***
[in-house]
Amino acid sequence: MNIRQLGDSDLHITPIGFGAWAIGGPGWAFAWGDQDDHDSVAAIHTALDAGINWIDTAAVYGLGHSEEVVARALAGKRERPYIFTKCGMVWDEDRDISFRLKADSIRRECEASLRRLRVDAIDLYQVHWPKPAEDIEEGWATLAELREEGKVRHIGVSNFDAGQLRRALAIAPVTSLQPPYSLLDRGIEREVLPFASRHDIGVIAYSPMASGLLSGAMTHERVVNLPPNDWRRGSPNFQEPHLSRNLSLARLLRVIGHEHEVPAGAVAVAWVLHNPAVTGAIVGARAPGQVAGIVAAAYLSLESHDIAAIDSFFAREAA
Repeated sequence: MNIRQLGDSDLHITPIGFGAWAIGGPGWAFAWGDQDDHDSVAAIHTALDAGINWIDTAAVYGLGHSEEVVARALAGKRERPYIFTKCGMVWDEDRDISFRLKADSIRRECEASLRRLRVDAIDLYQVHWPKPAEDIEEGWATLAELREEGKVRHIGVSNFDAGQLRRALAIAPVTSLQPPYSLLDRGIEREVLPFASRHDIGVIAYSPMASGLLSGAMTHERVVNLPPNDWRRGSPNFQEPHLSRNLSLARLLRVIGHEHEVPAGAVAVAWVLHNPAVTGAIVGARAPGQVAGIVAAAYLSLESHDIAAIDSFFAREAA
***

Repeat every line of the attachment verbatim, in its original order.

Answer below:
[in-house]
Amino acid sequence: MNIRQLGDSDLHITPIGFGAWAIGGPGWAFAWGDQDDHDSVAAIHTALDAGINWIDTAAVYGLGHSEEVVARALAGKRERPYIFTKCGMVWDEDRDISFRLKADSIRRECEASLRRLRVDAIDLYQVHWPKPAEDIEEGWATLAELREEGKVRHIGVSNFDAGQLRRALAIAPVTSLQPPYSLLDRGIEREVLPFASRHDIGVIAYSPMASGLLSGAMTHERVVNLPPNDWRRGSPNFQEPHLSRNLSLARLLRVIGHEHEVPAGAVAVAWVLHNPAVTGAIVGARAPGQVAGIVAAAYLSLESHDIAAIDSFFAREAA
Repeated sequence: MNIRQLGDSDLHITPIGFGAWAIGGPGWAFAWGDQDDHDSVAAIHTALDAGINWIDTAAVYGLGHSEEVVARALAGKRERPYIFTKCGMVWDEDRDISFRLKADSIRRECEASLRRLRVDAIDLYQVHWPKPAEDIEEGWATLAELREEGKVRHIGVSNFDAGQLRRALAIAPVTSLQPPYSLLDRGIEREVLPFASRHDIGVIAYSPMASGLLSGAMTHERVVNLPPNDWRRGSPNFQEPHLSRNLSLARLLRVIGHEHEVPAGAVAVAWVLHNPAVTGAIVGARAPGQVAGIVAAAYLSLESHDIAAIDSFFAREAA